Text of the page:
2. Whereas the ancient Britons, Scandinavians and Germanic tribes, at late eras at least, seemed to prefer using the "11" system for navigation, the Greeks adopted the literal "6&7" system incorporated into the Great Pyramid's base dimensions and fashioned their increments accordingly, supposedly after consultation with Egyptian priests*. Alternatively, they may well have inherited this system directly from the Sea People, who established Athens (circa 1200 BC) during the Greek Dark Ages and began the Greek era of enlightenment. Emerging evidence shows that the Sea People were from "Oceanus" or the countries bordering the Atlantic and North Sea, including Britain and Scandinavia. Their gods included Zeus & Athena (Celtic gods), who they implanted into Greece.
*Footnote: The recent DNA analysis done on Tutankhamun's mummy, as well as his parents, shows that the boy king of Egypt (circa 1350 BC) was of Nordic European origin.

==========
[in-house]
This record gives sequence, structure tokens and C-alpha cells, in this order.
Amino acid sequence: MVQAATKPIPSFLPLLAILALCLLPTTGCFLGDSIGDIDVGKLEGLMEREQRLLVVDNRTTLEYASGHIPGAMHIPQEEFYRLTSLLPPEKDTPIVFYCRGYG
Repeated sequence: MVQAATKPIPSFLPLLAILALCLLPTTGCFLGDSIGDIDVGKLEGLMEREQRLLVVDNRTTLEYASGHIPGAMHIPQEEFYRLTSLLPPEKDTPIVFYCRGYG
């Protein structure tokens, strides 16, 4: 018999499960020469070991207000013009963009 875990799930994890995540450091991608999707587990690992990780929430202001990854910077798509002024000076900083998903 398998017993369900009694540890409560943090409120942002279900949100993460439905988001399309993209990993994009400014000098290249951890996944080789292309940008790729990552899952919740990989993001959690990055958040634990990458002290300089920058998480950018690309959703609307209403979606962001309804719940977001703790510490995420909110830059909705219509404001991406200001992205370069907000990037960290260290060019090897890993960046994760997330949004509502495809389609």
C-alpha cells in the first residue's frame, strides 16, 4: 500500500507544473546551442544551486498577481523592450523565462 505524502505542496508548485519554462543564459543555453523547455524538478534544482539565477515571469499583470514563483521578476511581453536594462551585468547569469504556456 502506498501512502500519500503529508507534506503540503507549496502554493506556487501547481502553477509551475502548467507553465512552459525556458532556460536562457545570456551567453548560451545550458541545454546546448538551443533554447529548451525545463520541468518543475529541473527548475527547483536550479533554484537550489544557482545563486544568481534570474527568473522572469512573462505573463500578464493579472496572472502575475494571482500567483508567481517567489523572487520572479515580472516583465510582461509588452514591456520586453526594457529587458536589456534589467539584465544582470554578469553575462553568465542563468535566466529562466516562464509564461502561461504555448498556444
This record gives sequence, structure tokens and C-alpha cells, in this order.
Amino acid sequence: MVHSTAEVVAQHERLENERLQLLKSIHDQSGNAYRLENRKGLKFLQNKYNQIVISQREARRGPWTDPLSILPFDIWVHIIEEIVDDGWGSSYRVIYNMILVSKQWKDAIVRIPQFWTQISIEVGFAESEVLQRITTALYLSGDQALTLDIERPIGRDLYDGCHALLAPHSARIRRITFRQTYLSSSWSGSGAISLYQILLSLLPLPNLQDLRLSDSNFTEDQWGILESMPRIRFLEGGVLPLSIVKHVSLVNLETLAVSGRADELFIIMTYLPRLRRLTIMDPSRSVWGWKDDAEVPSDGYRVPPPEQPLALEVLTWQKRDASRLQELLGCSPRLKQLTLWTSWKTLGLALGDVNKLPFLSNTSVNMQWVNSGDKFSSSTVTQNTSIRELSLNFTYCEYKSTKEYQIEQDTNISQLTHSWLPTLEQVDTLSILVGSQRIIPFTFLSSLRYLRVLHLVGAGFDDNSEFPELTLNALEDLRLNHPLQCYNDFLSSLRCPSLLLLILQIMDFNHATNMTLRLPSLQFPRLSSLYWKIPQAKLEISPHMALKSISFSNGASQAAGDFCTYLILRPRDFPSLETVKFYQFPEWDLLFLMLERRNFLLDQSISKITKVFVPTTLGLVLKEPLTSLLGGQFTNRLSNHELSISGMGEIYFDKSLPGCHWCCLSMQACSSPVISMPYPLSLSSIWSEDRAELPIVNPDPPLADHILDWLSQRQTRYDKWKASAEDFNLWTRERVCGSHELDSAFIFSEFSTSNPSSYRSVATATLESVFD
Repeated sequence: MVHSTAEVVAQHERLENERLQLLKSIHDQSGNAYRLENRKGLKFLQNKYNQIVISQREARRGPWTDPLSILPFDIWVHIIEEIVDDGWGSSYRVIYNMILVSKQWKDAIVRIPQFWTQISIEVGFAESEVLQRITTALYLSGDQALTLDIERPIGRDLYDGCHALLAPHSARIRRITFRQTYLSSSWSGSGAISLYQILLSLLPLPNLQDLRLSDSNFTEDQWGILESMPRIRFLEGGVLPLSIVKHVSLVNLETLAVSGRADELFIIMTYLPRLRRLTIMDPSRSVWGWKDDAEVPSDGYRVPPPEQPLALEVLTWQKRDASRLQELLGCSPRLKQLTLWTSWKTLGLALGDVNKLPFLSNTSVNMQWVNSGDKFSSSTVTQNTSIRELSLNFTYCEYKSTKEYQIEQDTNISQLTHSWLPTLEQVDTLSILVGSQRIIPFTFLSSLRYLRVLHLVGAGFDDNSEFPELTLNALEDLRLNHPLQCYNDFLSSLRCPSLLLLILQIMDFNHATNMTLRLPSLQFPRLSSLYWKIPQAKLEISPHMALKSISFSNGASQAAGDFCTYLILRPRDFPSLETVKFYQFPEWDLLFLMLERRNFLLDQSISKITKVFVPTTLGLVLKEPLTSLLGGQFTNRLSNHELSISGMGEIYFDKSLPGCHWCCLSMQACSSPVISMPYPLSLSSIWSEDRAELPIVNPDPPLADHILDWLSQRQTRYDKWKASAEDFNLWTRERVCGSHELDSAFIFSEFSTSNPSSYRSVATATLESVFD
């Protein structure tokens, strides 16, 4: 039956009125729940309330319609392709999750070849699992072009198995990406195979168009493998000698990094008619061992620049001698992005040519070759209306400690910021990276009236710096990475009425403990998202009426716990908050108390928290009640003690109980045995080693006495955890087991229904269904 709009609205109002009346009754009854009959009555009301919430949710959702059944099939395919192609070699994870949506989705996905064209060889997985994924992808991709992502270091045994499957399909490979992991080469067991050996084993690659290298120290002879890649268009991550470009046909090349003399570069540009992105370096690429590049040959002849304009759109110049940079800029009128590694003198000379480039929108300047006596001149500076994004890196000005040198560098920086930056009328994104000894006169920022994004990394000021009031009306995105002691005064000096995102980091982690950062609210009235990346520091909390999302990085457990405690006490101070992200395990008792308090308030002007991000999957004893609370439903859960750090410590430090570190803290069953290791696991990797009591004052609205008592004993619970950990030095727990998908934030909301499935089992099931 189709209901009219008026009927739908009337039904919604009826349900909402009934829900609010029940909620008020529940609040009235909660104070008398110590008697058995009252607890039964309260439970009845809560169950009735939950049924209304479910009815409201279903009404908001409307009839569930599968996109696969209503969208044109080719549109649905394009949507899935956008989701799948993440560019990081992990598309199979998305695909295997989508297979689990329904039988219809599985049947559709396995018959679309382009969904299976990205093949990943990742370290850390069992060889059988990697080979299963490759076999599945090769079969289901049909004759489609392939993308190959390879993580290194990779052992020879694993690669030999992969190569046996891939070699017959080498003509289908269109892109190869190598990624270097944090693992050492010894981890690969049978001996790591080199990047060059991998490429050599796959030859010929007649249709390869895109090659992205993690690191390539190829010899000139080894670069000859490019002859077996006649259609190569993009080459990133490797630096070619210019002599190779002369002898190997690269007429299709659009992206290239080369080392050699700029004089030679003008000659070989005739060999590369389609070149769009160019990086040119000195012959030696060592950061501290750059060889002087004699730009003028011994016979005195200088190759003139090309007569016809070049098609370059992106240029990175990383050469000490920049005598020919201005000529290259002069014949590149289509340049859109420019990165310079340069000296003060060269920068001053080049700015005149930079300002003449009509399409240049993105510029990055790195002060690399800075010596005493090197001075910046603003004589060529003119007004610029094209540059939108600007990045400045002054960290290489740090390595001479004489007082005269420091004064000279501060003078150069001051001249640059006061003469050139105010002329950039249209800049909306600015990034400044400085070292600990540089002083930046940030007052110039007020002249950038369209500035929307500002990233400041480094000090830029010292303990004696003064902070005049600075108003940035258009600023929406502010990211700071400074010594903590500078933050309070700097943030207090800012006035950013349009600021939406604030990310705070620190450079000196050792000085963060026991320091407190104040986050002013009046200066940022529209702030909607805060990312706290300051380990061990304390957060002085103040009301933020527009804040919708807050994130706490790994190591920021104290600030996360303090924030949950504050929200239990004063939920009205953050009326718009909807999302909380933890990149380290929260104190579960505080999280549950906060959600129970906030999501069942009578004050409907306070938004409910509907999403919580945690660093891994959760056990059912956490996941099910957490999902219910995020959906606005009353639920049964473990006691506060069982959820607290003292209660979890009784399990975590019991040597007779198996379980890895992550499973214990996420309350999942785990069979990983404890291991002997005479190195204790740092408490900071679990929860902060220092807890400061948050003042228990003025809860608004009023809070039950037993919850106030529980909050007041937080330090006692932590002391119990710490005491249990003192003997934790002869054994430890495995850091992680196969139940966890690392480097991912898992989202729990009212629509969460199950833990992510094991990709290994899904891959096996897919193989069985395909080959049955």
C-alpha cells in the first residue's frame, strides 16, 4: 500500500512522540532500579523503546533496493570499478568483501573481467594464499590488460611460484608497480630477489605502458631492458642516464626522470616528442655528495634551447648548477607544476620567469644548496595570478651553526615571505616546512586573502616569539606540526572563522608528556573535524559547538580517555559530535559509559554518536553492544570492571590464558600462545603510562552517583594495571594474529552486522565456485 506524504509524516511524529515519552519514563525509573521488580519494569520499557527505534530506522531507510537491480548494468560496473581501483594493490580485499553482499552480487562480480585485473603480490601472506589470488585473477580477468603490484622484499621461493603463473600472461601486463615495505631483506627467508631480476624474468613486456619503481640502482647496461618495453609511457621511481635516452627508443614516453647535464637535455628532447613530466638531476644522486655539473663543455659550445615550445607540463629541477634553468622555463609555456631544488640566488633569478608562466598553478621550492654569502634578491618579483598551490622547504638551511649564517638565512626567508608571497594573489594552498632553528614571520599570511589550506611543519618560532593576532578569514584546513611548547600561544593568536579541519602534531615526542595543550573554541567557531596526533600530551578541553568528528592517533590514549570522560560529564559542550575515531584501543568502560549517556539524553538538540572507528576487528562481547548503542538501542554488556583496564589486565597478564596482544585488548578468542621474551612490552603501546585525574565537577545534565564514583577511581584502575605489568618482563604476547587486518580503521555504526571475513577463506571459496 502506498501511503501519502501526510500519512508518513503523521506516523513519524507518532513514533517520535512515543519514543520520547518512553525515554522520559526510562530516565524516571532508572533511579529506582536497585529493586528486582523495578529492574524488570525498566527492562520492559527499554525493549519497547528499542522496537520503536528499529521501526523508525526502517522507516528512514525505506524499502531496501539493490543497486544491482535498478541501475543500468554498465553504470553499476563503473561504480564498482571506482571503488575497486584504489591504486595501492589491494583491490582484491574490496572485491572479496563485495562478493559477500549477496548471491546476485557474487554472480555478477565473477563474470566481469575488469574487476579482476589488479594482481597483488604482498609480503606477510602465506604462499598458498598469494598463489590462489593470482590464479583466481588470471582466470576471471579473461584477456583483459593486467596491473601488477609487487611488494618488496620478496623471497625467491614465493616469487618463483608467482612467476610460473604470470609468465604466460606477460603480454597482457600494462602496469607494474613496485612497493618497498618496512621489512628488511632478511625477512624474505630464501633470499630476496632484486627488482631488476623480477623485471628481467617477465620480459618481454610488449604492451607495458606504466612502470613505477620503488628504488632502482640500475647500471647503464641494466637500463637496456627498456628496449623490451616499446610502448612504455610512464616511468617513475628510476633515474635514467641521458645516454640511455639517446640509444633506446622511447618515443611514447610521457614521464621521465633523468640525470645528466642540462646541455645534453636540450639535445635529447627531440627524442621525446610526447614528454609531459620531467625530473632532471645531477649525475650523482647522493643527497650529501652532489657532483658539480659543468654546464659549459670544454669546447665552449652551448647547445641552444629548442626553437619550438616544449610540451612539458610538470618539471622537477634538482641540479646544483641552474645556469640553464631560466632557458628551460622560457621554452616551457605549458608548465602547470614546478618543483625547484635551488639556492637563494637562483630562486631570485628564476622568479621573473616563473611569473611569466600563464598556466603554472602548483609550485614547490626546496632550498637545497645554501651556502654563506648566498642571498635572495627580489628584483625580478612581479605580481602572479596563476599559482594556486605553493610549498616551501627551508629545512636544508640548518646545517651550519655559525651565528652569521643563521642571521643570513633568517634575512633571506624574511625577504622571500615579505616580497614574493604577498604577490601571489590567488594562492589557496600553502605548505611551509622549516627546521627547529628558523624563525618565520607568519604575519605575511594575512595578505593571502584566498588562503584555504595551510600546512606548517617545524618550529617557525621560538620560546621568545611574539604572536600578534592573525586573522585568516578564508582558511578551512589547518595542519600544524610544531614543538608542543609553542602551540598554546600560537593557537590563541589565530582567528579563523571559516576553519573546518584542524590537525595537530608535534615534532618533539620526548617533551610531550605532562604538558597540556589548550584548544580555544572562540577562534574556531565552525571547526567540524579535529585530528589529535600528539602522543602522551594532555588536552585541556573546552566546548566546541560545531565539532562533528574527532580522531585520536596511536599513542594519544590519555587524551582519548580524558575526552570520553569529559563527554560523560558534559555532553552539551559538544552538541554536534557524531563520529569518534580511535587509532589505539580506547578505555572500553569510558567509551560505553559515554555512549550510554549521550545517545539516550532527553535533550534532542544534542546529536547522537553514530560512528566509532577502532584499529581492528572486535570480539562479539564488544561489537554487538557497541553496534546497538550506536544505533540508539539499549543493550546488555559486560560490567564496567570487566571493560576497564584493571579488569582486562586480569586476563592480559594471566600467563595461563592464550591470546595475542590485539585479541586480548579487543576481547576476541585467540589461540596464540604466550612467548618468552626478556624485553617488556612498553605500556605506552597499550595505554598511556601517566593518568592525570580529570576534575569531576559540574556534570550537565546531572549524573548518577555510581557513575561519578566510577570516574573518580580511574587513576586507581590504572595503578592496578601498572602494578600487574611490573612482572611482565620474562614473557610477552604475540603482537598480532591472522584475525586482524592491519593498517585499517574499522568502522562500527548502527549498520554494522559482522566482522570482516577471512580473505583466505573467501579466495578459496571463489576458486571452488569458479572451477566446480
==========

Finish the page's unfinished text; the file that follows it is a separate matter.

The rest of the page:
The ditch circle at Ring o' Brodgar seems to carry the coded diameter of 403.2-feet at its epicentre and this is also a strong navigational value. This distance from ditch trough to ditch trough would equate to 1/324000th of the 24883.2-Greek mile equatorial circumference. Under the Great Pyramid's literal system, where 6048' = 1-minute of arc for the equatorial circumference of the Earth, the sum of 100.8'* = 1-second of arc. In other words, 100.8' X 60 X 60 X 360 = 130636800' (or 12 X 12 X 12 X 12 X 1.2 Greek miles or 24883.2-miles of 5250' each). This diameter at Ring o' Brodgar is, therefore, 4-seconds of arc for the world (100.8' X 4 = 403.2').
*Footnote: One of the cross measures of the inner rim of the very slightly elliptical Sarsen Circle at Stonehenge equates to 100.8', or 1-second of equatorial arc, based upon the Great Pyramid's literal navigation system.